Israelis and Palestinians urged to bring an end to violence

The Church of Scotland has urged Israelis and Palestinians to step back from the brink and show restraint.

Deeply concerned about the growing violence in Jerusalem, Gaza and across Israel/Palestine, it is calling on the UK Government to use its influence to help bring an end to the current situation.

Very Rev Dr Susan Brown, convener of the Faith Impact Forum, said “violence only breeds violence” and the events earlier this week at the Al Aqsa Mosque in East Jerusalem were “deeply alarming”.

Jerusalem
Jerusalem

The Church of Scotland has a long history of supporting people and advocating for peace in the region in political and religious arenas.

It works closely with partners including the Evangelical Lutheran Church in Jordan and the Holy Land.

Bishop Sani Ibrahim Azar said: “As a religious leader in the Holy City of Jerusalem, I urge all parties involved to respect the status quo (which guarantees access to holy sites during religious celebrations), to act responsibly and calmly, and to preserve human life at all costs.’

The World Council of Churches has supported the Bishop’s call and the Church of Scotland joins them in calling for all to refrain from further violence, and from all provocative and destabilising actions.

Structural injustice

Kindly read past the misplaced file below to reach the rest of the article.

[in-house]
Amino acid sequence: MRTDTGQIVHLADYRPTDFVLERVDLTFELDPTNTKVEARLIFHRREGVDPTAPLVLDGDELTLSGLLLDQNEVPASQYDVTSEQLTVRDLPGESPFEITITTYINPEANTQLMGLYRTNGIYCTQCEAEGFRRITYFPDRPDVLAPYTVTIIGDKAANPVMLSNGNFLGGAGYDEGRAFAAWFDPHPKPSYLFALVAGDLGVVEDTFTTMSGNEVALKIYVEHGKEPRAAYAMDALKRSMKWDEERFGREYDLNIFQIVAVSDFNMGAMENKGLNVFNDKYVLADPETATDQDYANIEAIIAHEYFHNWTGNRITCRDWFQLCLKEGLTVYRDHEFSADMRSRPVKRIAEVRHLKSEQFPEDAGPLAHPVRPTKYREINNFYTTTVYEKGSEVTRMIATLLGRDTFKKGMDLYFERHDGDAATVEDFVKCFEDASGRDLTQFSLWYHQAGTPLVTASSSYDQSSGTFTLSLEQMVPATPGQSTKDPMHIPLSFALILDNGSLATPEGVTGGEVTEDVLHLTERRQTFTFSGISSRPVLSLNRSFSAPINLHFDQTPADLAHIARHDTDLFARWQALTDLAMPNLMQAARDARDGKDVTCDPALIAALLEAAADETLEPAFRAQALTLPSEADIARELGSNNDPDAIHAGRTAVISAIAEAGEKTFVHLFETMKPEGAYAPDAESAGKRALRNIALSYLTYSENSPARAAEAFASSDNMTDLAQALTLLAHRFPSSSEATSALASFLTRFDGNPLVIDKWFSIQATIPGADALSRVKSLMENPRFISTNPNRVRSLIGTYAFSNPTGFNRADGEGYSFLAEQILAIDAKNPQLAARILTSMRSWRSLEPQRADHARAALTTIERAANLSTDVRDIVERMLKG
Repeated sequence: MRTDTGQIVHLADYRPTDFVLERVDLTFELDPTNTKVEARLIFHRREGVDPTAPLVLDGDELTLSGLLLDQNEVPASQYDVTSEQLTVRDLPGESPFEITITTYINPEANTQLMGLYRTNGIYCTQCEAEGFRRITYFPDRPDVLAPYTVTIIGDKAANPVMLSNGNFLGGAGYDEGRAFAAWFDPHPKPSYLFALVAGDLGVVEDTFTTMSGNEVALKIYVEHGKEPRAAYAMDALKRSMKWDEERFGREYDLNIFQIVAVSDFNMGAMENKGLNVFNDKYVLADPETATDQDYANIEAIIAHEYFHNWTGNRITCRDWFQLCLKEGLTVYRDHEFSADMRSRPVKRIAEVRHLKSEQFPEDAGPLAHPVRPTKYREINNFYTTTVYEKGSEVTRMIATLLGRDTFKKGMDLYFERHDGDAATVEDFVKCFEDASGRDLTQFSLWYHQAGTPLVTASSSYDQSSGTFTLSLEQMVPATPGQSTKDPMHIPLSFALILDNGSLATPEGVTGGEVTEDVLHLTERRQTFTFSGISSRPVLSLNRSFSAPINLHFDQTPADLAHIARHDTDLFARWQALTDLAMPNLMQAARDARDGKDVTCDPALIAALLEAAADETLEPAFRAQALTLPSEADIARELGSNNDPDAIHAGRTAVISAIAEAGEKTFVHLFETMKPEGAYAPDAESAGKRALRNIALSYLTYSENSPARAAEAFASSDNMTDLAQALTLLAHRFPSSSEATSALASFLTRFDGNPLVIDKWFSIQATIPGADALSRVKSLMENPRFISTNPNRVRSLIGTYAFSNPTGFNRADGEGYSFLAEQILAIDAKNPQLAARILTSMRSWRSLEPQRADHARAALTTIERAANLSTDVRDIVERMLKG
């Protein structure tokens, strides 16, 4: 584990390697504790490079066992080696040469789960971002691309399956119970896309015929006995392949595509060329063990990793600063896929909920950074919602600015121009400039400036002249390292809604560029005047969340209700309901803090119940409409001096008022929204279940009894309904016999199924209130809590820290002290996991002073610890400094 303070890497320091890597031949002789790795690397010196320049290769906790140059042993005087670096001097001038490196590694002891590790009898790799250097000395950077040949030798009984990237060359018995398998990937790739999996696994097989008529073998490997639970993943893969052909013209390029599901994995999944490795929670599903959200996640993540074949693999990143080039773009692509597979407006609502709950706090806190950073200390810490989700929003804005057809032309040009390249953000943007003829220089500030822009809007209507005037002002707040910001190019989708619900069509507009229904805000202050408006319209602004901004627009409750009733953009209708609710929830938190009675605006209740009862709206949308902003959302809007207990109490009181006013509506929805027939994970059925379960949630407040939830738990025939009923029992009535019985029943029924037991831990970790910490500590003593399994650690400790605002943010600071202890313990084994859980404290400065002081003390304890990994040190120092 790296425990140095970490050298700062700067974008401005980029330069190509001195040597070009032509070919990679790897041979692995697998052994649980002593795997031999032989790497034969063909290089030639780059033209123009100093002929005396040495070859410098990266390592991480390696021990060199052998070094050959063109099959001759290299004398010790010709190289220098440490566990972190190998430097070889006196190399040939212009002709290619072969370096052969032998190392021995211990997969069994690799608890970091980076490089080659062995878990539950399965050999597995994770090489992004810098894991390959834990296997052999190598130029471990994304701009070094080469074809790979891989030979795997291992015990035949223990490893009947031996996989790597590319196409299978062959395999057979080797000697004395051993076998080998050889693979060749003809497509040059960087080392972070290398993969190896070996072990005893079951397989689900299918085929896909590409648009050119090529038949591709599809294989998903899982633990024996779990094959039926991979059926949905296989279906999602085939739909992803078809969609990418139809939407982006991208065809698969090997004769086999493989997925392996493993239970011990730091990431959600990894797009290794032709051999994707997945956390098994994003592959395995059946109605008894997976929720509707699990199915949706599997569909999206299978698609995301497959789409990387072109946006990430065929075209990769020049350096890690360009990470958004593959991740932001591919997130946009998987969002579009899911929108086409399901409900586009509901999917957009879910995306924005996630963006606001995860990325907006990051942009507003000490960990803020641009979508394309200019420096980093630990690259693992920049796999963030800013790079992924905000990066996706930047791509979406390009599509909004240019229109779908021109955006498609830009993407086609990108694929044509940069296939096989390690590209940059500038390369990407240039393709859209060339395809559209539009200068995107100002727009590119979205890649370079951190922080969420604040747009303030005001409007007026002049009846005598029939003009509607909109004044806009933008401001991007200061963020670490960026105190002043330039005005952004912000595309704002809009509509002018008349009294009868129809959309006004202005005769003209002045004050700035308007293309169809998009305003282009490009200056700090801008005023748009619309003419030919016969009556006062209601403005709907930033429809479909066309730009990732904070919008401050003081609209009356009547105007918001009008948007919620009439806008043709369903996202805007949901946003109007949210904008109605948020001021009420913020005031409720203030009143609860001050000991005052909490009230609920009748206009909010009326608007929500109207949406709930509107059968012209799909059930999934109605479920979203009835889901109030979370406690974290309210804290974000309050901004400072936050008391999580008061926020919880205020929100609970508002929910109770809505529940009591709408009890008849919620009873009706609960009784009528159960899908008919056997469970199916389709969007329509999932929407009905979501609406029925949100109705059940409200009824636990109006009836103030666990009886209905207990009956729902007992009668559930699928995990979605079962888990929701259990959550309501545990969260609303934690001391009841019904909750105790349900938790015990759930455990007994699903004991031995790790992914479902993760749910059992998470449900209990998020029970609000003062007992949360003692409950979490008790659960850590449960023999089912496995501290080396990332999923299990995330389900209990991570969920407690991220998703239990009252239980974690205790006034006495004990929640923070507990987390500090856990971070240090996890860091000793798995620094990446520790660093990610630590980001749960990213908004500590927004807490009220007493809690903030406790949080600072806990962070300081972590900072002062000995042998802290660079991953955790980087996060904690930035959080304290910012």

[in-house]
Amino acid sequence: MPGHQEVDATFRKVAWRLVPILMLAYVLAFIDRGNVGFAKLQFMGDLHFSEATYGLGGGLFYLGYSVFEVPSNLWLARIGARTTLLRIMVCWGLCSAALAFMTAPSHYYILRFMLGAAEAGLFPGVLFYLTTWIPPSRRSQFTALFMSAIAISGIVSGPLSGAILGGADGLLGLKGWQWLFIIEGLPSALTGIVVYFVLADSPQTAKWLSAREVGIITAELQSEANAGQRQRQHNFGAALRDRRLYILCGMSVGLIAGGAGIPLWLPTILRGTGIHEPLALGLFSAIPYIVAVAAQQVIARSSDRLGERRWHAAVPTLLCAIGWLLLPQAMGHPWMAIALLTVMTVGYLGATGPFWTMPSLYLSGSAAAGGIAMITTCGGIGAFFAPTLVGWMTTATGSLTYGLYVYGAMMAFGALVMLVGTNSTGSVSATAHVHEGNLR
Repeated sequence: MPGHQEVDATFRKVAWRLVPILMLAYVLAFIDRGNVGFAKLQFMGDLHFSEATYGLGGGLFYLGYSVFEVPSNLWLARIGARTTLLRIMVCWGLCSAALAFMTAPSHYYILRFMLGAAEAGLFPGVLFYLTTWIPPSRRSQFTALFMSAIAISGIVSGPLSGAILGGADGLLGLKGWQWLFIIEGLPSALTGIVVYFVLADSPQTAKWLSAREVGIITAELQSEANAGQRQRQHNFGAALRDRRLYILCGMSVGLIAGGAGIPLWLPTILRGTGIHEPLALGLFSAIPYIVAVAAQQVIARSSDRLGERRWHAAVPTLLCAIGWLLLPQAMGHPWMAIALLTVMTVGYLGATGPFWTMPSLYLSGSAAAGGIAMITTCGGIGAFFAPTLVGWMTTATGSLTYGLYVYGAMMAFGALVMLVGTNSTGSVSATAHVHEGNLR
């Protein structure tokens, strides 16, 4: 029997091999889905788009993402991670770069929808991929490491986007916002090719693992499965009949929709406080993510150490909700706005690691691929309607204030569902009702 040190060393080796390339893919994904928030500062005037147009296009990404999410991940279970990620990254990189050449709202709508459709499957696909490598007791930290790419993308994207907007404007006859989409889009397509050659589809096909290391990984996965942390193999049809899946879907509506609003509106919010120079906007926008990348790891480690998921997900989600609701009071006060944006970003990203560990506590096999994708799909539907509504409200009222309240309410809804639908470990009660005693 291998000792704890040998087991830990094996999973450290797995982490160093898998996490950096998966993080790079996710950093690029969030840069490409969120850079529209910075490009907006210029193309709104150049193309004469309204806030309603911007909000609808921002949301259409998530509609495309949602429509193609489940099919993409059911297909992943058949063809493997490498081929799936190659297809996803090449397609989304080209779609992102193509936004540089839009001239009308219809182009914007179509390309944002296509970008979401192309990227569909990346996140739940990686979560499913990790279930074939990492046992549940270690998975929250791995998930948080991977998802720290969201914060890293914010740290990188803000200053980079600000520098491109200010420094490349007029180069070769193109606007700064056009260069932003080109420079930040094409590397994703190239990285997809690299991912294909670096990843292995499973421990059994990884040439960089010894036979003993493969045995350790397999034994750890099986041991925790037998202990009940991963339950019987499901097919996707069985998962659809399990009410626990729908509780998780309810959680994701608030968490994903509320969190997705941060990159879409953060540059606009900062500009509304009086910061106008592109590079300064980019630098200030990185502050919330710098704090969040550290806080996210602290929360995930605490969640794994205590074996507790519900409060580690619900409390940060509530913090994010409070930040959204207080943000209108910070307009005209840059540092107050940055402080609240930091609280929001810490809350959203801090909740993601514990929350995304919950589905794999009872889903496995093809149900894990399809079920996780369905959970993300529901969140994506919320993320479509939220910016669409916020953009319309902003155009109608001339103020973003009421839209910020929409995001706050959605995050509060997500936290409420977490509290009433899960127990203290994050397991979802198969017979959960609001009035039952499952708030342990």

Dr Brown said: “The planned forced evictions of Palestinian families from the Sheikh Jarrah neighbourhood of Occupied East Jerusalem not only dispossess those living there of their homes, dignity and human rights, but represent a major obstacle to ending the occupation and achieving a just peace for all.

“Whilst the grievances on the part of the Palestinian people stem from the structural injustice of the ongoing occupation, where land expropriation and home eviction orders force Palestinians off their land and out of their homes, violence, and the incitement to violence is never the solution.

“Violence only serves to breed violence, and to fuel continuing intolerance and hatred.

Just peace

Dr Brown said the Church of Scotland, which has two congregations, a school, guesthouse and hotel in Israel, will continue to work with its Jewish, Israeli and Palestinian partners on the ground.

“We do so in the hope of achieving a just peace for all until the dignity and human rights of all those living in this deeply asymmetrical and intractable conflict can be equally respected,” she added.